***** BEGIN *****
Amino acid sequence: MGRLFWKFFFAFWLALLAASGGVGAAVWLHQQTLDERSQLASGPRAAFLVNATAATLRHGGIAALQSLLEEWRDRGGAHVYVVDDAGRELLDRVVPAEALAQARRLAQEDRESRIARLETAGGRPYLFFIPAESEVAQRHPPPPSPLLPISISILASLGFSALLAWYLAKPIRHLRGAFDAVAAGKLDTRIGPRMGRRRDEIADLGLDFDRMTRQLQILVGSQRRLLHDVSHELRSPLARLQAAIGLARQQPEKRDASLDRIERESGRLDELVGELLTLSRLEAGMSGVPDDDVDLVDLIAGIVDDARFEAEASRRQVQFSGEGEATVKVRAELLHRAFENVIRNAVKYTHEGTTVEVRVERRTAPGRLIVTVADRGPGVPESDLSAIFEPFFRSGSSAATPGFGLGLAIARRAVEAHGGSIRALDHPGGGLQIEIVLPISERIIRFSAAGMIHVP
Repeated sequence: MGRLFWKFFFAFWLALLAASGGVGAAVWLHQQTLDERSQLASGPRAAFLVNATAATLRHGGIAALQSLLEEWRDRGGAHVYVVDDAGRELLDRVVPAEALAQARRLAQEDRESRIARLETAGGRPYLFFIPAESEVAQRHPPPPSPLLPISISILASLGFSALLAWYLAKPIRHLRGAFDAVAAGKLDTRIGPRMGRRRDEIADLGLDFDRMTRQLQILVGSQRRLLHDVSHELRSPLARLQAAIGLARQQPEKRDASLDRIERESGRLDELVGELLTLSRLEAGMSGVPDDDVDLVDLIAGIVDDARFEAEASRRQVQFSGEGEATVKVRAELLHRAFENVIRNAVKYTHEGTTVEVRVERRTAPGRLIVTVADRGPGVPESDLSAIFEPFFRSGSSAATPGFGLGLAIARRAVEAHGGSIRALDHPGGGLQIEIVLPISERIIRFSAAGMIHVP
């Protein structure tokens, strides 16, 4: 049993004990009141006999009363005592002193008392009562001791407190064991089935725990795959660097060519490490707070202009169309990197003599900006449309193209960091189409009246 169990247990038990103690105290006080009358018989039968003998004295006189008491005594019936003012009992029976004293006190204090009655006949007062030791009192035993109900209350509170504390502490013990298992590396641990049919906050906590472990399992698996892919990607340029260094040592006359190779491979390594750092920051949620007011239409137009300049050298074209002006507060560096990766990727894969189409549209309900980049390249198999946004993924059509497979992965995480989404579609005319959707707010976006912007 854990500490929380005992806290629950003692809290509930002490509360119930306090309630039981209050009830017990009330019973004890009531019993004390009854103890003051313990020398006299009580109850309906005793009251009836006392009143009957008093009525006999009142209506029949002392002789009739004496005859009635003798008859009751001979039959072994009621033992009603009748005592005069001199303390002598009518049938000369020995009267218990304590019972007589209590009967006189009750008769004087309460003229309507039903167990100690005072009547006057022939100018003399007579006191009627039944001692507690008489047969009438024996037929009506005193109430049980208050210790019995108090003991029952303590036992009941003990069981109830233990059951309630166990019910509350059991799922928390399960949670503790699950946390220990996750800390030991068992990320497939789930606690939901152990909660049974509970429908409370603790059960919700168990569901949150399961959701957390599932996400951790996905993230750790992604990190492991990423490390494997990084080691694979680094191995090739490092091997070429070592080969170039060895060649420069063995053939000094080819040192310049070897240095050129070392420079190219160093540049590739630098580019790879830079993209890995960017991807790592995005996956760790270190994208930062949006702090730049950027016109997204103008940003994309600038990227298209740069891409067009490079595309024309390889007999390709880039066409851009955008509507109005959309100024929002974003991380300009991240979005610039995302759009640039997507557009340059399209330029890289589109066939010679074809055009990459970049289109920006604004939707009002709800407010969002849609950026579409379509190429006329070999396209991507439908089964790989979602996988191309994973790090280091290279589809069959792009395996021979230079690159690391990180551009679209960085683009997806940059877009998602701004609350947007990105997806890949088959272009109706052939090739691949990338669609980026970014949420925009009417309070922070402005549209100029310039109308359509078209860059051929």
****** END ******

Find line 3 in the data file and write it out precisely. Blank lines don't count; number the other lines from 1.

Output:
């Protein structure tokens, strides 16, 4: 049993004990009141006999009363005592002193008392009562001791407190064991089935725990795959660097060519490490707070202009169309990197003599900006449309193209960091189409009246 169990247990038990103690105290006080009358018989039968003998004295006189008491005594019936003012009992029976004293006190204090009655006949007062030791009192035993109900209350509170504390502490013990298992590396641990049919906050906590472990399992698996892919990607340029260094040592006359190779491979390594750092920051949620007011239409137009300049050298074209002006507060560096990766990727894969189409549209309900980049390249198999946004993924059509497979992965995480989404579609005319959707707010976006912007 854990500490929380005992806290629950003692809290509930002490509360119930306090309630039981209050009830017990009330019973004890009531019993004390009854103890003051313990020398006299009580109850309906005793009251009836006392009143009957008093009525006999009142209506029949002392002789009739004496005859009635003798008859009751001979039959072994009621033992009603009748005592005069001199303390002598009518049938000369020995009267218990304590019972007589209590009967006189009750008769004087309460003229309507039903167990100690005072009547006057022939100018003399007579006191009627039944001692507690008489047969009438024996037929009506005193109430049980208050210790019995108090003991029952303590036992009941003990069981109830233990059951309630166990019910509350059991799922928390399960949670503790699950946390220990996750800390030991068992990320497939789930606690939901152990909660049974509970429908409370603790059960919700168990569901949150399961959701957390599932996400951790996905993230750790992604990190492991990423490390494997990084080691694979680094191995090739490092091997070429070592080969170039060895060649420069063995053939000094080819040192310049070897240095050129070392420079190219160093540049590739630098580019790879830079993209890995960017991807790592995005996956760790270190994208930062949006702090730049950027016109997204103008940003994309600038990227298209740069891409067009490079595309024309390889007999390709880039066409851009955008509507109005959309100024929002974003991380300009991240979005610039995302759009640039997507557009340059399209330029890289589109066939010679074809055009990459970049289109920006604004939707009002709800407010969002849609950026579409379509190429006329070999396209991507439908089964790989979602996988191309994973790090280091290279589809069959792009395996021979230079690159690391990180551009679209960085683009997806940059877009998602701004609350947007990105997806890949088959272009109706052939090739691949990338669609980026970014949420925009009417309070922070402005549209100029310039109308359509078209860059051929």